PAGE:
The sleepy municipal bond market could be subject to a rude awakening if Congress succeeds in passing a tax cut bill.
The final bill, if there is one, will most likely impact the supply and credit quality of municipal bonds and the strength of many state and local economies issuing municipal debt, and their housing markets could be hit by falling home prices.
Here’s how the House and Senate bills could impact the muni market:
- The House bill caps the state and local tax (SALT) deduction at $10,000; the Senate eliminates it.
- The House and Senate bills both eliminate advanced refundings, which muni issuers use to refinance higher interest debt not currently callable with lower interest bonds.
- The House bill eliminates tax-free private activity bonds that colleges, hospitals and affordable housing developers use to finance projects, which constitute about 25% to 30% of municipal bond supply, according to Barclays. The Senate bill has no such provision.
Overall there is little good news in either the House or Senate bill for the muni market, with a few exceptions. Neither the House nor Senate tax bill tampers with the tax deductibility of muni bond interest, which is the primary reason investors buy munis and state and local governments issue them.
Both bills eliminate the AMT, which private activity muni bonds were subject to, and both would likely reduce the supply of tax-free municipal bonds, which could boost the prices of tax-free munis already in the market.
The impact on muni bond demand, however, would be mixed. While changes to the SALT deduction could increase demand for munis from investors in high-tax states searching for tax-deductible investments, many taxpayers may no longer need the deduction because they won’t be itemizing deductions due to the doubling of the personal tax deduction, included in both the House and Senate bills. In addition, demand for munis from institutional corporate investors would decline because of the cut in corporate taxes, also included in the House and Senate tax bills.
If Congress passes a tax bill that is close to the House or Senate version, “there will be tremendous pressure on many state and local governments particularly those in the Northeast and on the West Coast,” said Mark Zandi, chief economist at Moody’s Analytics.
Those governments, primarily in high-tax states like California, Connecticut, New York and New Jersey, would have a difficult time financing services and would have to make big changes, says Zandi, noting that investors in those government bonds would be hurt along with homeowners in those districts.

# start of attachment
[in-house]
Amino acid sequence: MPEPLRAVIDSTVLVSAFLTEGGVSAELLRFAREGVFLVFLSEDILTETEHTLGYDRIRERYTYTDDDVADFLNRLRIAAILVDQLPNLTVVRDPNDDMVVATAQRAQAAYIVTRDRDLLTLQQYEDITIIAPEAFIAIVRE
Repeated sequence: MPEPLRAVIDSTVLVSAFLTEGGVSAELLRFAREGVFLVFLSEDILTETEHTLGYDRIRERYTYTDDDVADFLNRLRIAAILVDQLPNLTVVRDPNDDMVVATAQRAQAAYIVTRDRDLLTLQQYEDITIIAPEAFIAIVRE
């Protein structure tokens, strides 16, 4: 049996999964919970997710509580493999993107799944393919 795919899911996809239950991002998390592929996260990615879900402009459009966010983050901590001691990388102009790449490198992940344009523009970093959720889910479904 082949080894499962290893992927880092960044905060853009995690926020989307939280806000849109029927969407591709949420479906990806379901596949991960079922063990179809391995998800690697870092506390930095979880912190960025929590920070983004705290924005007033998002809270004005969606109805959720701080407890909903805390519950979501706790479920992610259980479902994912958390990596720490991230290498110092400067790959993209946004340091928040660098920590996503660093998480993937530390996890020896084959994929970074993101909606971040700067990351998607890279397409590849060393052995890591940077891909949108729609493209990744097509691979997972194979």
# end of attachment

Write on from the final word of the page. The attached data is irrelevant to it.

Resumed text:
He explains that home prices in high-tax districts are impacted by the tax deductibility of state and local taxes because people tend to buy as much house as they can on an after-tax basis. If the after-tax affordability of a house declines because of tax changes, those home prices will fall, due to a decline in demand, and that, in turn, would impact the property tax revenues of those districts. And that would increase the credit risks of the muni bonds issued by those districts.
“There is nothing credit positive” for munis in the House or Senate tax bill, says Jane Ridley, senior director in the U.S. Public Finance at S&P Global. She’s not expecting a wide range of downgrades but notes that some states and local governments will find it difficult to balance their budgets if tax revenues decline because they will have a harder time raising taxes that are either not deductible or not fully deductible.
Investors and advisors will need to regard each municipal bond issue on a case by case basis, understanding how the final tax bill will impact an issuer’s revenues and tax base and how the municipality is addressing those changes, advises Ridley.
Certain segments of the muni bond market will be particularly vulnerable if the final bill includes a provision contained in the House bill that eliminates private activity municipal bonds. “The elimination of tax-exempt PABs…would most directly affect debt issuance for transportation infrastructure issuers,” according to an analysis by S&P Global Ratings. The “entire not-for-profit health care sector” would also be adversely affected, according to S&P Global Ratings.
There will likely be changes in the final tax bill before a final vote. The House has passed its bill and as of late Tuesday the Senate bill has made it through the Finance and Budget committees. A full Senate vote could come as early as this Thursday. If the Senate passes its tax cut bill, the horsetrading between the two congressional houses will begin.